The man page for Bash says, regarding the -c option:

-c string If the -c option is present, then commands are read from string. If there are arguments after the string, they are assigned to the positional parameters, starting with $0.

So given that description, I would think something like this ought to work:

bash -c "echo arg 0: $0, arg 1: $1" arg1

but the output just shows the following, so it looks like the arguments after the -c string are not being assigned to the positional parameters.

arg 0: -bash, arg 1:

I am running a fairly ancient Bash (on Fedora 4):

[root@dd42 trunk]# bash --version GNU bash, version 3.00.16(1)-release (i386-redhat-linux-gnu) Copyright (C) 2004 Free Software Foundation, Inc.

I am really trying to execute a bit of a shell script with arguments. I thought -c looked very promising, hence the issue above. I wondered about using eval, but I don't think I can pass arguments to the stuff that follows eval. I'm open to other suggestions as well.


You need to use single quotes to prevent interpolation happening in your calling shell.

$ bash -c 'echo arg 0: $0, arg 1: $1' arg1 arg2
arg 0: arg1, arg 1: arg2

Or escape the variables in your double-quoted string. Which to use might depend on exactly what you want to put in your snippet of code.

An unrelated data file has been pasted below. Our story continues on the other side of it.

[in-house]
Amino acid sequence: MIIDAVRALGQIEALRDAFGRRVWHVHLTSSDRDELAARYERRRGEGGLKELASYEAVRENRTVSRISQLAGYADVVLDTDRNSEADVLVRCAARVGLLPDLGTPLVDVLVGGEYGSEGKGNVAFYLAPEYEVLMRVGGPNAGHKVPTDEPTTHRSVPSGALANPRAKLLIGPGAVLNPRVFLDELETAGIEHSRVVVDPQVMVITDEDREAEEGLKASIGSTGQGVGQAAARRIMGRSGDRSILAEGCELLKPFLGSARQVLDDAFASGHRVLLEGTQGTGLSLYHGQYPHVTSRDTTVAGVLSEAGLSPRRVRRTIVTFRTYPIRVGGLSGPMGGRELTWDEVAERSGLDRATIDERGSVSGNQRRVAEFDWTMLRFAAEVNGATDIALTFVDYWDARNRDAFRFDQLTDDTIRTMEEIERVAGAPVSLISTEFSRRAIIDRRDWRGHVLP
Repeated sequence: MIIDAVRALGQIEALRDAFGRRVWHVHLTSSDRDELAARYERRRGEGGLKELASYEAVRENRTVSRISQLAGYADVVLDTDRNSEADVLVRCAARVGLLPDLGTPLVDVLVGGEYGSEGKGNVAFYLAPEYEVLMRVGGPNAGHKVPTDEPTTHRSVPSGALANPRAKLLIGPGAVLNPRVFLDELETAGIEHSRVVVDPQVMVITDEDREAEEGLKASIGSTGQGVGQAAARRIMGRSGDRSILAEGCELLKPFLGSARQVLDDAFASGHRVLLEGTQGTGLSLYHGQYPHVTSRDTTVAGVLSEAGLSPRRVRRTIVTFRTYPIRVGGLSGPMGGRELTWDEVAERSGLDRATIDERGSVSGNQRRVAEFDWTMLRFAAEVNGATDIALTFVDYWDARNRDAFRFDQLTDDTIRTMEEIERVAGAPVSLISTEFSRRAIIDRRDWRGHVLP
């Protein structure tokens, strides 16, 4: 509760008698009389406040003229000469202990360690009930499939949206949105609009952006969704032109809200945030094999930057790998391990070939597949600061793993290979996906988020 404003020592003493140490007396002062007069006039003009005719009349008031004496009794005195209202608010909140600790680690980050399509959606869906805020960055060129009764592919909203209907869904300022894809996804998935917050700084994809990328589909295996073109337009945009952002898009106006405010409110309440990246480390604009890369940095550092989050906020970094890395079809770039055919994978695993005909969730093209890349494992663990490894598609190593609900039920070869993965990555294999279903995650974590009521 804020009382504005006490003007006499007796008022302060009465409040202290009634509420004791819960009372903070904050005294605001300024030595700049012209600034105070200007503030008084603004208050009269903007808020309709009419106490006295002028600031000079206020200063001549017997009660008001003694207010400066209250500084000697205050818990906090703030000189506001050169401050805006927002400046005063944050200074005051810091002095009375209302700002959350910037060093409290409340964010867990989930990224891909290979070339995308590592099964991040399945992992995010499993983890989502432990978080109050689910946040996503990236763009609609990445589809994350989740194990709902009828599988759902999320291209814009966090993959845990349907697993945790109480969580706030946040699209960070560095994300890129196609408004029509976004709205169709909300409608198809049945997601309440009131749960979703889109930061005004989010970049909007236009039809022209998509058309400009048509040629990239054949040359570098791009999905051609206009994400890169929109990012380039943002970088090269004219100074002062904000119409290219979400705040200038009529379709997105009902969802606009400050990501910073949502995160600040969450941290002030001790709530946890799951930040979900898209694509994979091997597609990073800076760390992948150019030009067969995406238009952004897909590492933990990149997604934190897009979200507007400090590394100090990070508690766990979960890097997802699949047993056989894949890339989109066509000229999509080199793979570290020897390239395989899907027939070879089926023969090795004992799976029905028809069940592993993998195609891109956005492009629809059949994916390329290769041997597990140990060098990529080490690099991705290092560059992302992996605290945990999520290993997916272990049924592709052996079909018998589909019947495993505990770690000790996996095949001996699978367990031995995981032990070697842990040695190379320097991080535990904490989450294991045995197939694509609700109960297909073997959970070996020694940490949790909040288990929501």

• note that a "$@" inside -c will skip "$0" (the name of the shell) so in this case you might want to pass arguments like bash -c '...' $0 arg1 arg2 – geekley Jan 1 at 6:28

Because '$0' and '$1' in your string is replaced with a variable #0 and #1 respectively.

Try :

bash -c "echo arg 0: \$0, arg 1: \$1" arg0 arg1

In this code $ of both are escape so base see it as a string $ and not get replaced.

The result of this command is:

arg 0: arg0, arg 1: arg1

Hope this helps.


martin is right about the interpolation: you need to use single quotes. But note that if you're trying to pass arguments to a command that is being executed within the string, you need to forward them on explicitly. For example, if you have a script foo.sh like:

echo 0:$0
echo 1:$1
echo 2:$2

Then you should call it like this:

$ bash -c './foo.sh ${1+"$@"}' foo "bar baz"
1:bar baz

Or more generally bash -c '${0} ${1+"$@"}' <command> [argument]...

Not like this:

$ bash -c ./foo.sh foo "bar baz"

Nor like this:

$ bash -c './foo.sh $@' foo "bar baz"

This means you can pass in arguments to sub-processes without embedding them in the command string, and without worrying about escaping them.


Add a backslash to the $0 (i.e., \$0), otherwise your current shell escapes $0 to the name of the shell before it even gets to the subshell.

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